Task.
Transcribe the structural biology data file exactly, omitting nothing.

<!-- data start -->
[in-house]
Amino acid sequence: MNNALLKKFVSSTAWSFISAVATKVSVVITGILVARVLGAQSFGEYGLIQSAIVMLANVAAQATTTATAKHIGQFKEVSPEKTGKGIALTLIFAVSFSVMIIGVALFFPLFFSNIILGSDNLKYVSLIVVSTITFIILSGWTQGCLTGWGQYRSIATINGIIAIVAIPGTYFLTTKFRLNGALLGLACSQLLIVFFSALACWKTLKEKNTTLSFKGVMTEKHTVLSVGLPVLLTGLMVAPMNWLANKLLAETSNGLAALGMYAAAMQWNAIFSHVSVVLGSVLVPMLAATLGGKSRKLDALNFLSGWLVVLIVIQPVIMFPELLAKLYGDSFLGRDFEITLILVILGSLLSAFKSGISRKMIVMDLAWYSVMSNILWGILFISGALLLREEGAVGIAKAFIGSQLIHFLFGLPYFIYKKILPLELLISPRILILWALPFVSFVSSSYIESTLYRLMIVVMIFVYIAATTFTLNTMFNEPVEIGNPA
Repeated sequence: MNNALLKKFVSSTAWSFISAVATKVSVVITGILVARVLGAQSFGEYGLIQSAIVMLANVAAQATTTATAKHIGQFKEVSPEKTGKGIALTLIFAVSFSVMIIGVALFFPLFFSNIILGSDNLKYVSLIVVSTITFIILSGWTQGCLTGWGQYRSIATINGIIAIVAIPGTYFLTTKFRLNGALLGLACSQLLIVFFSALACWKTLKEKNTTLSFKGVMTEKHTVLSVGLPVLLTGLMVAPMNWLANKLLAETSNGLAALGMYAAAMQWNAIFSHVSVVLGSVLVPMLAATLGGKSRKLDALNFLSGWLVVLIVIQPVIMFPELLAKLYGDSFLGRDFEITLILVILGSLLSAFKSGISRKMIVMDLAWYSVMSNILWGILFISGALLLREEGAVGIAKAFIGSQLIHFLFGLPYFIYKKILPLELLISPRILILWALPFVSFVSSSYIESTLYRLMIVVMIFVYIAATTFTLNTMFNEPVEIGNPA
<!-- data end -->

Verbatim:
[in-house]
Amino acid sequence: MNNALLKKFVSSTAWSFISAVATKVSVVITGILVARVLGAQSFGEYGLIQSAIVMLANVAAQATTTATAKHIGQFKEVSPEKTGKGIALTLIFAVSFSVMIIGVALFFPLFFSNIILGSDNLKYVSLIVVSTITFIILSGWTQGCLTGWGQYRSIATINGIIAIVAIPGTYFLTTKFRLNGALLGLACSQLLIVFFSALACWKTLKEKNTTLSFKGVMTEKHTVLSVGLPVLLTGLMVAPMNWLANKLLAETSNGLAALGMYAAAMQWNAIFSHVSVVLGSVLVPMLAATLGGKSRKLDALNFLSGWLVVLIVIQPVIMFPELLAKLYGDSFLGRDFEITLILVILGSLLSAFKSGISRKMIVMDLAWYSVMSNILWGILFISGALLLREEGAVGIAKAFIGSQLIHFLFGLPYFIYKKILPLELLISPRILILWALPFVSFVSSSYIESTLYRLMIVVMIFVYIAATTFTLNTMFNEPVEIGNPA
Repeated sequence: MNNALLKKFVSSTAWSFISAVATKVSVVITGILVARVLGAQSFGEYGLIQSAIVMLANVAAQATTTATAKHIGQFKEVSPEKTGKGIALTLIFAVSFSVMIIGVALFFPLFFSNIILGSDNLKYVSLIVVSTITFIILSGWTQGCLTGWGQYRSIATINGIIAIVAIPGTYFLTTKFRLNGALLGLACSQLLIVFFSALACWKTLKEKNTTLSFKGVMTEKHTVLSVGLPVLLTGLMVAPMNWLANKLLAETSNGLAALGMYAAAMQWNAIFSHVSVVLGSVLVPMLAATLGGKSRKLDALNFLSGWLVVLIVIQPVIMFPELLAKLYGDSFLGRDFEITLILVILGSLLSAFKSGISRKMIVMDLAWYSVMSNILWGILFISGALLLREEGAVGIAKAFIGSQLIHFLFGLPYFIYKKILPLELLISPRILILWALPFVSFVSSSYIESTLYRLMIVVMIFVYIAATTFTLNTMFNEPVEIGNPA